When comedian Lewis Black performs at the Chicago Theater on April 30 and in Champaign, Illinois on May 1, audiences will see a version of the upcoming comedy special he plans to shoot. “It’s all about the pandemic and how I reacted to it,” he said. “It’s the fastest I’ve ever done on a stage. It usually takes a few years, sometimes three. And I really started when I hit the road and started touring last December.
Black is known for his rants (you can watch many of his collected rantcasts on his YouTube channel) but at the end of each show, Black also reads the rants sent in by fans. “I’ve been doing this after the show for a while.” Because he toured so much, did he find the rants regional or fairly universal? “Some cities seem to be more pissed off than others, where you go a little wow. Chicago is irritated, but puts it in a nicer way.
Before getting into stand-up comedy, Black was a playwright. He later became a household name thanks to his appearances on “The Daily Show”. He’s also an actor, landing his first role in Woody Allen’s “Hannah and Her Sisters,” followed by guest roles in “Law & Order: SVU,” “The Big Bang Theory,” and as the voice of Anger in the movie. animation “Upside Down.”
It was his pursuit of an early acting job that came to mind when asked what was the worst moment of his career. “That’s the biggest lesson I’ve learned,” he said.
My worst moment…
“I auditioned to be myself. Was that a long time ago, probably mid-90s maybe? Joy Behar of ‘The View’ had a school sitcom pilot written for her. At this point, I was quitting acting and going into stand-up; it was my new career and people were reacting to it, and then I was auditioning for stuff as an actor.
“So (the writers of the show) saw me play – I think because Joy had recommended some of us to potentially be on the show – and they wrote a role for me, and it was based on my act. They basically took my personality and made it a history teacher character. And I thought, wow, that’s awesome!
“They took me to Los Angeles, I went to the hotel and that’s when I should have turned back because I think God was sending me a message. I’m coming out of the car and the valet said, “Oh, are you the new valet? And then I should have turned around or taken the job (Laughs).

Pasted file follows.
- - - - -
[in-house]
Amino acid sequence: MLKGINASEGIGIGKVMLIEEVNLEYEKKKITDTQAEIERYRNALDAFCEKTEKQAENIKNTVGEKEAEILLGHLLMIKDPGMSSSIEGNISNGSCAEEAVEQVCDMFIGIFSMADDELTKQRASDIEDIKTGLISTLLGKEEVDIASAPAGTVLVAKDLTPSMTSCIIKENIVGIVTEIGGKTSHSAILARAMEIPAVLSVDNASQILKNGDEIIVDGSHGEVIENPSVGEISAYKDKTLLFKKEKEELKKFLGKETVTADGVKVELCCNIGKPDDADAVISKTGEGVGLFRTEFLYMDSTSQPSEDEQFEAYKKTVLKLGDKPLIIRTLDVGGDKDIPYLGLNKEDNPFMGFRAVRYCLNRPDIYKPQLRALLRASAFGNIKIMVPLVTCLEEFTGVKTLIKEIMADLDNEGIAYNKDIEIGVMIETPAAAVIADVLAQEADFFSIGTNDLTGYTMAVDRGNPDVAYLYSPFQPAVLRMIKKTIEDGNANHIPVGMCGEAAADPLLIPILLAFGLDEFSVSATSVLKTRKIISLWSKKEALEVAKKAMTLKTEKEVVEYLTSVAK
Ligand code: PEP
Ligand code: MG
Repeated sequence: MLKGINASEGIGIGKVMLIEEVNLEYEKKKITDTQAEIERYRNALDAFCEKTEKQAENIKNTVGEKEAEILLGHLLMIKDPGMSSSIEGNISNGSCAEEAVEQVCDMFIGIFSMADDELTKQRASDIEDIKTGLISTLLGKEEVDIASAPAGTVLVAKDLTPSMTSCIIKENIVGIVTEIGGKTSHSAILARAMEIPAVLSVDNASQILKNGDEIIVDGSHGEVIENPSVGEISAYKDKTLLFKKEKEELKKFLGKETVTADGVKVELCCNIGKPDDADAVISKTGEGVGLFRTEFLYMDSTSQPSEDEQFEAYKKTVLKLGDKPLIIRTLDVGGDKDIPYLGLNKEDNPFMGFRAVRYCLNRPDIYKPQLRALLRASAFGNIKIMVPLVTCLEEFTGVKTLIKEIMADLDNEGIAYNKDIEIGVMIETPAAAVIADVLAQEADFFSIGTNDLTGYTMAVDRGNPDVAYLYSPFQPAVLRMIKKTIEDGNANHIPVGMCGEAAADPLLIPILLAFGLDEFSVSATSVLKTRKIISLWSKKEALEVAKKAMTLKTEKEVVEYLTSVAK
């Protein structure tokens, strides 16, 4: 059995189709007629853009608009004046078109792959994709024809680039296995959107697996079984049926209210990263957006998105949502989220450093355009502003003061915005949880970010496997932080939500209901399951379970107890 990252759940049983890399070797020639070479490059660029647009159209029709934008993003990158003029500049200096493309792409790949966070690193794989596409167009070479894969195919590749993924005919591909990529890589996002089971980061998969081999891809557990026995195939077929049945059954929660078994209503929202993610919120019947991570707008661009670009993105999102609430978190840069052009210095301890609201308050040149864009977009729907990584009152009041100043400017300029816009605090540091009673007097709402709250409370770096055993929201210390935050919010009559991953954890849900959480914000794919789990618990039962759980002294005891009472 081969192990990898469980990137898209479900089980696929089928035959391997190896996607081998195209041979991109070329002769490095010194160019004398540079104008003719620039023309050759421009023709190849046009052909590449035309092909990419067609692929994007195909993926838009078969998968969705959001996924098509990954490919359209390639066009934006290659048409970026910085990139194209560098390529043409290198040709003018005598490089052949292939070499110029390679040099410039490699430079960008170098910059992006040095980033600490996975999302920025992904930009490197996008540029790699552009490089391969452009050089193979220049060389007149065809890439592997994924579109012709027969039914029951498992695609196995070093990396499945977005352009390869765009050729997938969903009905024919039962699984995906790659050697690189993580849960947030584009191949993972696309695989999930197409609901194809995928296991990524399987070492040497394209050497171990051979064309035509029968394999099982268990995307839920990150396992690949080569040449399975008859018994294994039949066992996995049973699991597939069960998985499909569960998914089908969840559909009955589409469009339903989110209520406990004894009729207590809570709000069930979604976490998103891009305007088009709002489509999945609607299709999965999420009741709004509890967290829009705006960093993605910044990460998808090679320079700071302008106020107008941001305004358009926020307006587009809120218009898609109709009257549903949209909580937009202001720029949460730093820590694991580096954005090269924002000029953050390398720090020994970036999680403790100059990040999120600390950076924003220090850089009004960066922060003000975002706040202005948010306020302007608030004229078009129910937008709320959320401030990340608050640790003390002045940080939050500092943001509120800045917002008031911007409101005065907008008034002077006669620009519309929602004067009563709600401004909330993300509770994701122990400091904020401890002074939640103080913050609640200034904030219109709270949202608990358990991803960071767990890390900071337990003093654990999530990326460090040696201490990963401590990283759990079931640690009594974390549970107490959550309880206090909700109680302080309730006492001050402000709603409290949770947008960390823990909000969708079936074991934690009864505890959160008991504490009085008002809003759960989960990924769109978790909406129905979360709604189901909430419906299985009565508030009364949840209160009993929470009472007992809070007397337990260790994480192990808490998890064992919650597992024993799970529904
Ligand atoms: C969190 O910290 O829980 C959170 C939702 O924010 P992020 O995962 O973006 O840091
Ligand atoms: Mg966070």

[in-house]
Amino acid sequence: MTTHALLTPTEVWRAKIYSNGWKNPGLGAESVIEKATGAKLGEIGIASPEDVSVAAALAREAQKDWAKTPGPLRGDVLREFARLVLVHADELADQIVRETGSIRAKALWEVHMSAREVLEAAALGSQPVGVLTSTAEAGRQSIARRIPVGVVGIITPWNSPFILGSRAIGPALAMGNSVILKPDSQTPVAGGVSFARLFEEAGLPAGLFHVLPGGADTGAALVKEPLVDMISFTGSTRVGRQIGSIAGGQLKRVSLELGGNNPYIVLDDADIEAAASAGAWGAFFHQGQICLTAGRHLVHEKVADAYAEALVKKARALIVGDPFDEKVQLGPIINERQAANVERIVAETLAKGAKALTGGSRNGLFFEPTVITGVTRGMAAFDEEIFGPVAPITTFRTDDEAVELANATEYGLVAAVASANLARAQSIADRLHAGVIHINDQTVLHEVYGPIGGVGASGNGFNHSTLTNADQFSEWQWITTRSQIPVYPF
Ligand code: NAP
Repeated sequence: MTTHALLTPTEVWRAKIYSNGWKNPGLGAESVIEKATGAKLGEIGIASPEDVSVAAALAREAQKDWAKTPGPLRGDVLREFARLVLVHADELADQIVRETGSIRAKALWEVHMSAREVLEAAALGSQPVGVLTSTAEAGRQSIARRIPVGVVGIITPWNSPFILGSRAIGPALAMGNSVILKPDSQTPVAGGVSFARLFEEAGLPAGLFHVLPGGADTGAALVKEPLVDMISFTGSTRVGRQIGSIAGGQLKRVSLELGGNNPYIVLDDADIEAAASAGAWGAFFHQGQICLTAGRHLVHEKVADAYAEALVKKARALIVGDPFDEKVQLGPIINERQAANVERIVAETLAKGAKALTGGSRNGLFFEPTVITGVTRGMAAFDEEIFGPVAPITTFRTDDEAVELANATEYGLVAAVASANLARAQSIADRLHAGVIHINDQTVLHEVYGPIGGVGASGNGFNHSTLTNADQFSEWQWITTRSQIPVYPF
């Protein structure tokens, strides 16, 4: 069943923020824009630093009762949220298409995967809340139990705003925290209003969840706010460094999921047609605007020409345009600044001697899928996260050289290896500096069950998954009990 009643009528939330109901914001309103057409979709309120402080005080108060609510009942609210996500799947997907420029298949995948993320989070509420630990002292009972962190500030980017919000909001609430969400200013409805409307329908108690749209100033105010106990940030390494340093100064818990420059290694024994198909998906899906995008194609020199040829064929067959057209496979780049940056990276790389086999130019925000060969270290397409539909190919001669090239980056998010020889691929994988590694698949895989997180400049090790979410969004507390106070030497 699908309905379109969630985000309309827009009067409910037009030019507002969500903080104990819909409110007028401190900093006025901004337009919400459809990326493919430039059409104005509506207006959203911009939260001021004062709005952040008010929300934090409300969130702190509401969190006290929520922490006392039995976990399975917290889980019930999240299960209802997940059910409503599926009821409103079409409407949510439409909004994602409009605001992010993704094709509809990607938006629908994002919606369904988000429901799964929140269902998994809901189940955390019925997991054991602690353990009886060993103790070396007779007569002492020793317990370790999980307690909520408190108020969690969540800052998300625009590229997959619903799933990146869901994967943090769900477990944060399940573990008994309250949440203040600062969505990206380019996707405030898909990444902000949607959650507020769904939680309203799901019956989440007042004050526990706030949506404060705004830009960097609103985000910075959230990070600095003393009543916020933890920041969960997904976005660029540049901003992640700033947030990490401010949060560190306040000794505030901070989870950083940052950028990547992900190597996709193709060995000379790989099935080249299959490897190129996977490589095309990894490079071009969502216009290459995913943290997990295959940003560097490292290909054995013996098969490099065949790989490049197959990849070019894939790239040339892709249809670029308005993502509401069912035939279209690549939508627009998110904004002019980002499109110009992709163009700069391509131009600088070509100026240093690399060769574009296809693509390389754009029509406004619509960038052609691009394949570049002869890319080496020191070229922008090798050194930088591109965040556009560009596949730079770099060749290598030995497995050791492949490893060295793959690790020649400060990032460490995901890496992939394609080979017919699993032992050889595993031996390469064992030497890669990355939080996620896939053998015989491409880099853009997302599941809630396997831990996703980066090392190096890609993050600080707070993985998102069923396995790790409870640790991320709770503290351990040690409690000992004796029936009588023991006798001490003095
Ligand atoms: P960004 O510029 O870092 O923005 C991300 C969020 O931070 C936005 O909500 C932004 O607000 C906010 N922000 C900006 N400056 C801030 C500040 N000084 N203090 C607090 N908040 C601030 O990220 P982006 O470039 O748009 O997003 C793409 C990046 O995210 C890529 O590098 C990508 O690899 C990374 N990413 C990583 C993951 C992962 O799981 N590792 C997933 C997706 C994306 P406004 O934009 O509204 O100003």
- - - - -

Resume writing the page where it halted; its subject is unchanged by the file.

“So the next day, I go to the audition. And there were like 12 people in the room. I don’t really feel like working in an office, now I’m in an office in front of a group of people like it’s a board meeting, only I’m standing and I have to perform. But I felt very comfortable. A little nervous. But I knew this character because I had given him half the lines! It was really written for me. And it’s easy to write for me – it’s like writing for a big barking dog (Laughs).
“So I did that audition and I thought it went pretty well. I had a few laughs. But they only made me do it once. I said, ‘ You know, I can do that again and if there’s any notes you want to give me, I can do that.’ They said no, it was great, they didn’t need to see anything else. And there’s an actor line, ‘There are other colors I can bring to this scene’ – I I spent thousands of dollars on drama school and that’s what they give you, ‘colors’ – but they said, ‘No, no, you nailed that.’
“So I walked out of the room, closed the door, then opened it and said, ‘Are you sure you don’t want to see me tap dancing?’ And they all laughed and said no. And I said, ‘So why did I take the classes?’ You want to leave them something to remember you by. Just a little icing on the fact that they wrote it for me!
“And then a day later I got the call that I didn’t get the part. (Laughs). They found a better me! It was amazing – how can you audition to be yourself and not get the part?
“They gave it to Paul Sand, who I believe was an actor from Chicago (he was an early Second City performer). He was definitely more of an actor than me. By the way, the series was never picked up.
Hollywood can really test your self-esteem, not to mention your ego.
“I was in shock. Joy and I laughed it off; she thought it was crazy and we sympathize.
“The only upside was that I didn’t plan to act like my career; I still had some stand-up to fall back on. But I was broke. I mean, really broke. I had nothing. And if I had gotten this job, I would have earned more in a week than in a year. So there was this deep disappointment.
“But there was also something else. I had friends in this business, really good actors – I went to Yale drama school and I knew people who were really amazing actors – and they were getting (fucked) too, so everything suddenly I understood what show business is about, and it has nothing to do with what you do. Even though they wrote the part for me — and I thought I was pretty good — it wasn’t enough!
“But how is there a better me? No one is better at being me than me!
“At the time, what I remembered was: it’s going to be great when I come back to New York and talk about it on stage as a comedian. (Laughs). I may have lost a job, but at least I got 10 new minutes of material! So I could go back to the crime scene — the club where those TV writers saw me — and play and tell the story.
“So it was a horrible time, but it was also a great time. I had seen my friends go through some stuff, and it validated my feelings about Hollywood. Don’t let it define who you are.
Nina Metz is a critic at the Tribune
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